Roma Baran is a folk musician and Grammy-nominated music producer who has produced for many artists, including Laurie Anderson and Kate & Anne McGarrigle. She was also nominated for an Oscar for her work as co-producer of a documentary about the music of Bernard Herrman. Baran has produced several of Rosalie's recordings, including the Grammy-nominated "My Last-Go Round." She was one of the musicians accompanying Rosalie during her concert in Hailey, ID, and is producing the CD of the concert. She met Rosalie in New York when she was just a teenager and looking for work as a guitarist.
Q: How did you first meet Rosalie?
A: A long time ago, I hate to say. It was in the sixties. I was in New York and so messed up and David Bromberg was playing with Rosalie at 'The Bitter End' and he had to do another gig so he suggested me to replace him and I went down to meet with Rosalie at 'The Bitter End' to see if she wanted to hire me but I was just so out of it I didn't say a single word. She said, "Well, okay" and we opened up our guitar cases and I played and she said, "That's fine. Just come back tonight." I don't think I ever said a single word that whole gig.
Q: Describe Rosalie's style.
A: The first moment I worked with her I saw in her what I still see and what I think everybody sees. She is so intimate and real and she's exactly the same off stage as she is on. She's very focused and she gets it. Music is complicated and performing is complicated and she really gets it. She really appreciates her musicians and loves the audience.
Q: Can you tell me about her voice quality?
A: It is certainly unique. In two seconds of any Rosalie song there's nobody you would mistake that voice for. Nobody. And there are very few artists you can say that about. Janis Joplin, just very few. To describe it - her voice, it's very emotional, very flexible and fluid and very tuned into the lyrics. The lyrics are extremely important to her.
"She just fought her way through being ill like she's fought her way through a lot of very devastating things that have happened to her in her life. The music I think saved her.
Q: Over the years, have you noticed her voice change in any way?
A: It's gotten better, which is amazing. Usually as you get a little older, the voice gets a little raspier and I think she's just singing better than ever.
Q: You must have been incredibly worried when she was so ill.
A: Oh, yes. Absolutely. She's just such a fighter. I don't know why it would be any different when she was ill. She just fought her way through being ill like she's fought her way through a lot of very devastating things that have happened to her in her life. The music I think saved her.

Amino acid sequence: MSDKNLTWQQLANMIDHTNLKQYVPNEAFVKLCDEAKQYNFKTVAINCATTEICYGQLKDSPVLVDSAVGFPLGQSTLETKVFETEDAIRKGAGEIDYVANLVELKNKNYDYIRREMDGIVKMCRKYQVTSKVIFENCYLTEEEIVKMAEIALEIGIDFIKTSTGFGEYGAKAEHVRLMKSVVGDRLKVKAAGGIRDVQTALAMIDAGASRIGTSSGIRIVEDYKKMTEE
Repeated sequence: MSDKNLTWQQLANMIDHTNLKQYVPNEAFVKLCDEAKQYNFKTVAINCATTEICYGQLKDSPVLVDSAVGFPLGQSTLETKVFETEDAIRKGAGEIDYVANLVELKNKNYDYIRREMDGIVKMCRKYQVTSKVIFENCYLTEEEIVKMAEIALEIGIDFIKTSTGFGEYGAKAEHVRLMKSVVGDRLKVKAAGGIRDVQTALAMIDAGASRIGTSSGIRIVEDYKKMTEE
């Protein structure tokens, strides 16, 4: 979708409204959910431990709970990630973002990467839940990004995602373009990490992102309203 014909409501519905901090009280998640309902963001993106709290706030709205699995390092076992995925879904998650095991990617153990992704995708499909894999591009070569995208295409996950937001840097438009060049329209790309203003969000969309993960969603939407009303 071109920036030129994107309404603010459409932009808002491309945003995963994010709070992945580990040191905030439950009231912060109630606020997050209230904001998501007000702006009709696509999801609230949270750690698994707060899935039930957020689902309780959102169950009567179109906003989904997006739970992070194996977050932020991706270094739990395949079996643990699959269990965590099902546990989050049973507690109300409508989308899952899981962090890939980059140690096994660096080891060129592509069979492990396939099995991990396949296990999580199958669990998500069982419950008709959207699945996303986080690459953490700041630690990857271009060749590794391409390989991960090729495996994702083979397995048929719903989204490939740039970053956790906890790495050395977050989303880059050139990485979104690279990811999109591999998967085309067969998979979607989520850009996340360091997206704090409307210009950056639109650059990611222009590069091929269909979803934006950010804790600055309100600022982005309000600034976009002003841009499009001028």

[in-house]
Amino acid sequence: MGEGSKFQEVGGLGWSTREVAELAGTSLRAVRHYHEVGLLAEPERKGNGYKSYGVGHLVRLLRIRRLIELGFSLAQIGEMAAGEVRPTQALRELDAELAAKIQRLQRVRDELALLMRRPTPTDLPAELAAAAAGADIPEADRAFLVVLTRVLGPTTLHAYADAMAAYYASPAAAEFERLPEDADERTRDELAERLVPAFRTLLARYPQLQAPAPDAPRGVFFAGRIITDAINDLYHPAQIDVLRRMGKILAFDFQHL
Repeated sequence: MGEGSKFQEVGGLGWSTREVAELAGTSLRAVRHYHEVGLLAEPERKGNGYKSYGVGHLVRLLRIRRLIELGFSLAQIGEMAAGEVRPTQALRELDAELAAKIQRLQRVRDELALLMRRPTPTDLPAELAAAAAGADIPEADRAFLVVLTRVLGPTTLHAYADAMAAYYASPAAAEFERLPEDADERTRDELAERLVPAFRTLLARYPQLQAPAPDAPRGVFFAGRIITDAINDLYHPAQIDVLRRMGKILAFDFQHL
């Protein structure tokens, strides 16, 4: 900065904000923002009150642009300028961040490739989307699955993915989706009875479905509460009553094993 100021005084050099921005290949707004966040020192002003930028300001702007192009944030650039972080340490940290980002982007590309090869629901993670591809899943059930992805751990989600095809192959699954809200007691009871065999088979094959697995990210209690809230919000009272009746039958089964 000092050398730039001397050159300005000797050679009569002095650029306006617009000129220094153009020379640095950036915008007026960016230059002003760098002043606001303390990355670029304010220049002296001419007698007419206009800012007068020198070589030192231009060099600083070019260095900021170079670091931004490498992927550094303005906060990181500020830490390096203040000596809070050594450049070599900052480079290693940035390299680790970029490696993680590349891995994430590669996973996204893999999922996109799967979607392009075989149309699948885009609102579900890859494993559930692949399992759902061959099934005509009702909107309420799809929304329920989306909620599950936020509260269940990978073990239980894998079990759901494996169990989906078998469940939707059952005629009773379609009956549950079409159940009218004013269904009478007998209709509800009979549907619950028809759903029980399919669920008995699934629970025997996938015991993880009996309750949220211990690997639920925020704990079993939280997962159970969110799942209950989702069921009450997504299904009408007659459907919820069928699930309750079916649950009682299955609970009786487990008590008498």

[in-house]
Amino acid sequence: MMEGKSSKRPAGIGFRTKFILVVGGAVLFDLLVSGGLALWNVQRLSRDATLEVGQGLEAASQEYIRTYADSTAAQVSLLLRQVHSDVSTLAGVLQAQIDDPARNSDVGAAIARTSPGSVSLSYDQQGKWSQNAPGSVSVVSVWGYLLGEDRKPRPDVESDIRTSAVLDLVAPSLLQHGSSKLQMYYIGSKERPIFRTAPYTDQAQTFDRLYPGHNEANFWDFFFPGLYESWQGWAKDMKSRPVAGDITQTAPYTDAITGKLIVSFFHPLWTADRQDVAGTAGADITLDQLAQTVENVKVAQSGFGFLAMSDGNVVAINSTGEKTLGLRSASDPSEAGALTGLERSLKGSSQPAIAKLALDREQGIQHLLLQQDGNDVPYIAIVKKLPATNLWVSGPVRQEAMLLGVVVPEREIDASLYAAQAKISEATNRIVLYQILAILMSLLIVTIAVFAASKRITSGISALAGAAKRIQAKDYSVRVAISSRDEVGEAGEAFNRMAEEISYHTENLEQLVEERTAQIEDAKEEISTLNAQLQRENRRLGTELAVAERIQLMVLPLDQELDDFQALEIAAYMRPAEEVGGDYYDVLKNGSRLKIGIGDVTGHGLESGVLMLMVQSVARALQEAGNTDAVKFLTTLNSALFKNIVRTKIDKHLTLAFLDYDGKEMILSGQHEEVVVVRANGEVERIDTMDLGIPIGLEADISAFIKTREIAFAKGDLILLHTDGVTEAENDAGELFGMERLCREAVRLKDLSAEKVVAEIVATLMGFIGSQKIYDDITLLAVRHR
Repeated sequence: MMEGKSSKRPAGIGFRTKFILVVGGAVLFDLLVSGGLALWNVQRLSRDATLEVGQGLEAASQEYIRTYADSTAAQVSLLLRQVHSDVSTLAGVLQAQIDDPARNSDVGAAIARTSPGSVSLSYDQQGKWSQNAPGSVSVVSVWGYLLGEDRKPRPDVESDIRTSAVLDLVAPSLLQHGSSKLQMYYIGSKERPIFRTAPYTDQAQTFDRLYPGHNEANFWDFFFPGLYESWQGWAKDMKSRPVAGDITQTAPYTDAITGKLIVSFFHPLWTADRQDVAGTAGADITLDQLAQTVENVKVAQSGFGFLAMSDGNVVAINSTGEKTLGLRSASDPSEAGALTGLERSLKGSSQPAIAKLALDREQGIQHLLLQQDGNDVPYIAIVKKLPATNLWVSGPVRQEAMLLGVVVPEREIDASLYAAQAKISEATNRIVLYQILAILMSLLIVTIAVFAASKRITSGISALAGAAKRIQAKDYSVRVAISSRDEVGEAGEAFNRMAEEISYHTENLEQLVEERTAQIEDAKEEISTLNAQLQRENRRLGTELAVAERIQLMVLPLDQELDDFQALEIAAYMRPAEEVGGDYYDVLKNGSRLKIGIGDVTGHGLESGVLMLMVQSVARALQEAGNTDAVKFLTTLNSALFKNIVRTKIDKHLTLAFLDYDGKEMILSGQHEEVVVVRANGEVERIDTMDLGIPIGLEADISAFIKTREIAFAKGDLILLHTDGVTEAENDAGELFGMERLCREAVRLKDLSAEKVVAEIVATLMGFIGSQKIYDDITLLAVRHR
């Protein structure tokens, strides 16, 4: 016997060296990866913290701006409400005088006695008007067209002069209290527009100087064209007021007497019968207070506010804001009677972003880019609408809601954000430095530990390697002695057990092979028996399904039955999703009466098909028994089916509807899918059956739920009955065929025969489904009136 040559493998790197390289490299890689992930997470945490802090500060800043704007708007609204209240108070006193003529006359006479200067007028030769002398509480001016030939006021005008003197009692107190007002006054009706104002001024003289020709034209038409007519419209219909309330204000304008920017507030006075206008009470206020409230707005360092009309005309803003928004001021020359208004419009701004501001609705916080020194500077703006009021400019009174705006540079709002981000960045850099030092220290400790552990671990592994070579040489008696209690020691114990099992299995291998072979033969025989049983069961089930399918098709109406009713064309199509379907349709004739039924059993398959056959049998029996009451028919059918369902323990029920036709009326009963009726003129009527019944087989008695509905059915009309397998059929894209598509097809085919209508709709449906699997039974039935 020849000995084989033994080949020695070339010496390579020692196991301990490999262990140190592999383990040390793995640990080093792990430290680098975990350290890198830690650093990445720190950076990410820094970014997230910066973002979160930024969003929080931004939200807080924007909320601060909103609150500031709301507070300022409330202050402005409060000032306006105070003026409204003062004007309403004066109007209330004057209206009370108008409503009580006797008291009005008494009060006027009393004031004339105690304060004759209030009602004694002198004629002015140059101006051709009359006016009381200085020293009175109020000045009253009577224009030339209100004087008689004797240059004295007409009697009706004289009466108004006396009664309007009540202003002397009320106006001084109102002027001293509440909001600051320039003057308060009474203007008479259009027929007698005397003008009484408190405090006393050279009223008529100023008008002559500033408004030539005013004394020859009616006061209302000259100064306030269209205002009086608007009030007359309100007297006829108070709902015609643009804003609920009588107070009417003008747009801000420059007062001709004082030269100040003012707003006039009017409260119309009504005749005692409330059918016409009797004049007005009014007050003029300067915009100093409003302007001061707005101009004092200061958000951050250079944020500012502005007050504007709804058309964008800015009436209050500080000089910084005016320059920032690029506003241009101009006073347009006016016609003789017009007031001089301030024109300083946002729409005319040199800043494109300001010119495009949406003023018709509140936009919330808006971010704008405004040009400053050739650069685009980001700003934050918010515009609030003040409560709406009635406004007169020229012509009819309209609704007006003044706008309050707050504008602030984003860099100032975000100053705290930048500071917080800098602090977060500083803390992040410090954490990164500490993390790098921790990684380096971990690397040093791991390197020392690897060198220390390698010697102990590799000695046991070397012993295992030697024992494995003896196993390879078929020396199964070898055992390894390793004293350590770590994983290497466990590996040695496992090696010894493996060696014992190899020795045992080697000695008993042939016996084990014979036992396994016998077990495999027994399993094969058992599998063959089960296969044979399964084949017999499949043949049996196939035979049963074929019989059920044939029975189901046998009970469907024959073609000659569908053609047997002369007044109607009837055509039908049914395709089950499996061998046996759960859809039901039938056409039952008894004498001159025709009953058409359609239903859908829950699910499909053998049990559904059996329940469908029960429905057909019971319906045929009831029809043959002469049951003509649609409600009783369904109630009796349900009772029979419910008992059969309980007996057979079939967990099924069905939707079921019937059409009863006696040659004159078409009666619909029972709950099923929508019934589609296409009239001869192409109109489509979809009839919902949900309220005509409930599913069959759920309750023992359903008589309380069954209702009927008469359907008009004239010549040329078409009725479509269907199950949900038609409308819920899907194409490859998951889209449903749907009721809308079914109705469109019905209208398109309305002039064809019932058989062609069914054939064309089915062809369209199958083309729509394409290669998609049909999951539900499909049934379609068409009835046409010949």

Q: What has she taught you about life as a friend?
A: Just watching her determination and her courage in an era where - especially women - had to be something in particular. She just went ahead and did what she wanted to do and what was important to her. That was amazing to watch unfold over the years.
Q: Can you categorize Rosalie?
A: I can understand people have to do marketing, but I certainly don't think of her that way. She's Rosalie. She performs, she sings, she talks, she tells stories, poems. The songs are very different. Clearly some of them have more of a country feeling, but no, I don't really think of her fitting into some category.
Q: How do you feel about her storytelling?
A: I never tire of it. You can imagine how many times I've heard some of these stories and they're always different. They're always very tuned in to the mood of the evening, the mood of the audience and I'm also mesmerized by her technique, just watching someone tell a story, that timing is always like to the split second, perfect in her delivery, so I never tire of hearing them.
Q: What was it like to get word about the Grammy nomination?
A: I was just thrilled for Rosalie. Millions of people have heard her and enjoyed her but to the extent that she hasn't had the commercial success, that was an affirmation of her standing in the music community. I'm really happy for her.
Q: What is it like being up on stage with her?
A: It's great fun. She is very interactive. Being up on stage with her is great fun. She's listening to the musicians all the time, making eye contact. She loves to have the interplay. Especially people reacting, answering her vocal lines with her instruments.
Q: Why hasn't Rosalie become more popular?
A: I think it may be because she doesn't fit into some marketing slot and because she certainly hasn't over the years fit into whatever the big thing at the moment is, and she has just continued to do what she does instead of trying to bend into somebody else's idea of how to sell her.
Q: Her legacy?
A: I think her legacy will be her huge body of work and over so many years, and of staying absolutely true to herself and not changing or shifting or reacting, but just really being true to herself and the music.